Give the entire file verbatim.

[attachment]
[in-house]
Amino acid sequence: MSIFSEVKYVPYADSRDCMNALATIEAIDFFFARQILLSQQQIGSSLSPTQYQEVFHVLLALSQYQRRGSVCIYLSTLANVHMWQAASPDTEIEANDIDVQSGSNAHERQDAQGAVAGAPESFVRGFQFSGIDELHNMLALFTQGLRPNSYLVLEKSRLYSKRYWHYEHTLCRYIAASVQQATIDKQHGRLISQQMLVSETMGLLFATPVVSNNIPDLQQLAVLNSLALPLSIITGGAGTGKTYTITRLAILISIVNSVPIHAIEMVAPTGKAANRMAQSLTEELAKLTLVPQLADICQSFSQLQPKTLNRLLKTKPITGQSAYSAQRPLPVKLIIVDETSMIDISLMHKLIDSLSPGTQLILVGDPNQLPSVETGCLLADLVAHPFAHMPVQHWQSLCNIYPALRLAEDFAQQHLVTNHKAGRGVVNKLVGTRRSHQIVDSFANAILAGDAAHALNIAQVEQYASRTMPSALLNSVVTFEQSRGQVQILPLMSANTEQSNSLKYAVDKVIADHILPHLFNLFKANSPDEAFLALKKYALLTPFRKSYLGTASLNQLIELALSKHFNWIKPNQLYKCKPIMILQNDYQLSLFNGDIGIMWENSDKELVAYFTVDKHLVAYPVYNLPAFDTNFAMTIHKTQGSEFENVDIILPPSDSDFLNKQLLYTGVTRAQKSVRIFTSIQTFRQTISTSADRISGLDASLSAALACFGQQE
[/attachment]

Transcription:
[in-house]
Amino acid sequence: MSIFSEVKYVPYADSRDCMNALATIEAIDFFFARQILLSQQQIGSSLSPTQYQEVFHVLLALSQYQRRGSVCIYLSTLANVHMWQAASPDTEIEANDIDVQSGSNAHERQDAQGAVAGAPESFVRGFQFSGIDELHNMLALFTQGLRPNSYLVLEKSRLYSKRYWHYEHTLCRYIAASVQQATIDKQHGRLISQQMLVSETMGLLFATPVVSNNIPDLQQLAVLNSLALPLSIITGGAGTGKTYTITRLAILISIVNSVPIHAIEMVAPTGKAANRMAQSLTEELAKLTLVPQLADICQSFSQLQPKTLNRLLKTKPITGQSAYSAQRPLPVKLIIVDETSMIDISLMHKLIDSLSPGTQLILVGDPNQLPSVETGCLLADLVAHPFAHMPVQHWQSLCNIYPALRLAEDFAQQHLVTNHKAGRGVVNKLVGTRRSHQIVDSFANAILAGDAAHALNIAQVEQYASRTMPSALLNSVVTFEQSRGQVQILPLMSANTEQSNSLKYAVDKVIADHILPHLFNLFKANSPDEAFLALKKYALLTPFRKSYLGTASLNQLIELALSKHFNWIKPNQLYKCKPIMILQNDYQLSLFNGDIGIMWENSDKELVAYFTVDKHLVAYPVYNLPAFDTNFAMTIHKTQGSEFENVDIILPPSDSDFLNKQLLYTGVTRAQKSVRIFTSIQTFRQTISTSADRISGLDASLSAALACFGQQE